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Can you tell me how the band got together in the first place, please?

We all met by chance at this crazy job we all had – at the tip in Northenden one summer. It was a rubbish job but we’d talk about music and philosophy – that got us through the messes we were all in!

In terms of sounds – on your single, at least – I hear ruminations of Nick Drake and Classical undertones. Which artists did you grow up listening to and would you say parade are hard to label and define?

We all love Dylan and songwriters such as Nick Drake and John Martyn; as well as The Doors, The Rolling Stones and John Lennon.

parade aren’t hard to define – we write simple songs that deal with human issues.

We try to be a little poetic and infuse classical elements into the music. Right now, we’re listening to Monteverdi in Venice and getting some jumping-off-points for new songs!

I know you have more music out later this year. What form will that take do you think?

We’re working on an E.P./album and are gonna (sic.) put one or two singles out prior to that.

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Aside from a date at Manchester’s Soup Kitchen (on 30th September); are there any other dates in the diary?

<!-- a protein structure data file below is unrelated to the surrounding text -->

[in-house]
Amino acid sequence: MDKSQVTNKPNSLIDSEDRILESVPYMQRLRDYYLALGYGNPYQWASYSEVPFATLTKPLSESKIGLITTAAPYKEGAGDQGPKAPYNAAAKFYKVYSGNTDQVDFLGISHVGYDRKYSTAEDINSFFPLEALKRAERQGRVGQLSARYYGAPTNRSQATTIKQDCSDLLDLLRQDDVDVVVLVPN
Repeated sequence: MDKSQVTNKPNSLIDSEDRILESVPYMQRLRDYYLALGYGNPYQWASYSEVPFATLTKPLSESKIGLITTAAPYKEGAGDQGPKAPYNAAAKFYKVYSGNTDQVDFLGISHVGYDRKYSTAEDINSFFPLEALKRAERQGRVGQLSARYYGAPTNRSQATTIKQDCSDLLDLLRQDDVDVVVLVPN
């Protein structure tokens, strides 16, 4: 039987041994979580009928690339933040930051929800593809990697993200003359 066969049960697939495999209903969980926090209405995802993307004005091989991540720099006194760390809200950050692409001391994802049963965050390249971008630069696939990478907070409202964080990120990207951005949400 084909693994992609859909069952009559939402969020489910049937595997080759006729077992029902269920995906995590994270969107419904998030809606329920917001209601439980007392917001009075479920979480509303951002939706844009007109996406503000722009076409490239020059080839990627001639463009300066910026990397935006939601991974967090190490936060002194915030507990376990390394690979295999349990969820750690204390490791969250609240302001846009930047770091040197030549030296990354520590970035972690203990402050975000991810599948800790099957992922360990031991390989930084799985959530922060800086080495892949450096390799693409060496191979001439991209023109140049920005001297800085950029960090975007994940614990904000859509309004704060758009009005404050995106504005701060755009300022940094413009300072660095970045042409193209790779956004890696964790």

We’ve not got any other Manchester dates confirmed just yet: we’re arranging some shows in France and Amsterdam which will be fun.

Last year, you played shows in Norway and Salford. What was the vibe like from the crowds and is there any city/festival you would love to play but haven’t so far?

Lots of booing and yawning from the crowds; only one pair of knickers thrown (from one of our grandparents, we think) but we liked that.

There was also lots of wide-eyed affection, too.

If you each had to select the three albums that have meant most to you which would they be and why?

Arcade Fire: Funeral – It made the earth tremble a little.

Jeff Buckley: Grace – Gorgeous romanticism.

Bowie: Low – The Berlin backstory; his mingling of influences: like listening to a 10,000-piece jigsaw.

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Are there any new/upcoming artists you advise we keep an eye out for this year at all?

There are two bands we’ve heard rehearsing at the Bunker in Salford…Sofiahh, I think they’re called. They’re sounding very big and ‘wow’. There’s another band called Dirty Circus we always hear in the next room who’ve got the catchiest song ever written – that we’re trying not to steal. We’ve yet to say ‘hello’ to them.

Mōnk, KYŌGEN and MOTHER are favourites of ours – we’ve played with them all before.

What advice would you give to any new artists coming through right now?

Floss and wear protection – you don’t know where they’ve been.

Finally, and for being good sports, you can each name a song and I’ll play it here (not one of yours as I’ll do that). 

These are some songs we’ve been listening to a lot over the past few weeks:

In My Secret Life by Leonard Cohen

If You Could Read My Mind by Gordon Lightfoot

This Woman’s Work by Kate Bush

I Need You by Nick Cave and the Bad Seeds